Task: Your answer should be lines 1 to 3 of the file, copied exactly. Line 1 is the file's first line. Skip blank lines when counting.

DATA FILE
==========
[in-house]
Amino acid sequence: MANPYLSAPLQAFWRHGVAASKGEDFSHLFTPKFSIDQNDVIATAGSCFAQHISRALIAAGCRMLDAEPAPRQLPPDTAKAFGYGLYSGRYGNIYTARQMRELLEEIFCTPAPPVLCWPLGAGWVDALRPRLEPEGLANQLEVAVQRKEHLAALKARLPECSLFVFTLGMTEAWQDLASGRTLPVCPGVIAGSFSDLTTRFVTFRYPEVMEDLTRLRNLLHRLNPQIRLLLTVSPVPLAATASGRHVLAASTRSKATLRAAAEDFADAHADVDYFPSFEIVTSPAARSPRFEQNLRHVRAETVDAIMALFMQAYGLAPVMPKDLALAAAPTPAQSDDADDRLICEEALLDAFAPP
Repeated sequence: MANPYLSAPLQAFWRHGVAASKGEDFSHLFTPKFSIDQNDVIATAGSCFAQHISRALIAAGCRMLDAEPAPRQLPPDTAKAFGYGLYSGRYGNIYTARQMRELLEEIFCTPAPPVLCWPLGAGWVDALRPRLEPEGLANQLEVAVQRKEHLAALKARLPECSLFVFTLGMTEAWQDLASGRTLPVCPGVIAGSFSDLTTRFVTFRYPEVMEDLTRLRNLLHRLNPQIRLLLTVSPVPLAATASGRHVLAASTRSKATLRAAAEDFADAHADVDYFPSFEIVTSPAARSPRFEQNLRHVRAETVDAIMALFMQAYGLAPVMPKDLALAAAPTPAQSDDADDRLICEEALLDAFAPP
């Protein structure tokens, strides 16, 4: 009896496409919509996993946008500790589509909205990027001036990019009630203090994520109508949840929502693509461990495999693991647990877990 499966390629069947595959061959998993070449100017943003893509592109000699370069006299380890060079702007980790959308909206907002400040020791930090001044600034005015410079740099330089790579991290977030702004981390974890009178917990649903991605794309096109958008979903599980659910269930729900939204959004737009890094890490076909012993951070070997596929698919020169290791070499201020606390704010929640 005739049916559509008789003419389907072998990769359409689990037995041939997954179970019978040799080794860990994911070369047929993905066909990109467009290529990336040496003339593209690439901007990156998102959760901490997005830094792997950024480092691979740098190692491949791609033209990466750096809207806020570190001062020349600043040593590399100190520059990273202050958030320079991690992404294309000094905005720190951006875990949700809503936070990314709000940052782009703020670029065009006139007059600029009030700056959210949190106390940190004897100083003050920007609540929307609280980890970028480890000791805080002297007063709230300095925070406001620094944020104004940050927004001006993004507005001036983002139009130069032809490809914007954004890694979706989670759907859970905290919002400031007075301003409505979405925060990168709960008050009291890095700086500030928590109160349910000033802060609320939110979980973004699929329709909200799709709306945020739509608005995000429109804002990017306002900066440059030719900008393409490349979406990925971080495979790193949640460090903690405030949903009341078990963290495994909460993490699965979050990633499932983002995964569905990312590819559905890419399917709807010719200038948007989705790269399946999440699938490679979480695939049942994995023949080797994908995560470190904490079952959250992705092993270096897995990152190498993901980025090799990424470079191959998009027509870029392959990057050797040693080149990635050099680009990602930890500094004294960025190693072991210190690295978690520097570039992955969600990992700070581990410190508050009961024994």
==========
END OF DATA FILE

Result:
[in-house]
Amino acid sequence: MANPYLSAPLQAFWRHGVAASKGEDFSHLFTPKFSIDQNDVIATAGSCFAQHISRALIAAGCRMLDAEPAPRQLPPDTAKAFGYGLYSGRYGNIYTARQMRELLEEIFCTPAPPVLCWPLGAGWVDALRPRLEPEGLANQLEVAVQRKEHLAALKARLPECSLFVFTLGMTEAWQDLASGRTLPVCPGVIAGSFSDLTTRFVTFRYPEVMEDLTRLRNLLHRLNPQIRLLLTVSPVPLAATASGRHVLAASTRSKATLRAAAEDFADAHADVDYFPSFEIVTSPAARSPRFEQNLRHVRAETVDAIMALFMQAYGLAPVMPKDLALAAAPTPAQSDDADDRLICEEALLDAFAPP
Repeated sequence: MANPYLSAPLQAFWRHGVAASKGEDFSHLFTPKFSIDQNDVIATAGSCFAQHISRALIAAGCRMLDAEPAPRQLPPDTAKAFGYGLYSGRYGNIYTARQMRELLEEIFCTPAPPVLCWPLGAGWVDALRPRLEPEGLANQLEVAVQRKEHLAALKARLPECSLFVFTLGMTEAWQDLASGRTLPVCPGVIAGSFSDLTTRFVTFRYPEVMEDLTRLRNLLHRLNPQIRLLLTVSPVPLAATASGRHVLAASTRSKATLRAAAEDFADAHADVDYFPSFEIVTSPAARSPRFEQNLRHVRAETVDAIMALFMQAYGLAPVMPKDLALAAAPTPAQSDDADDRLICEEALLDAFAPP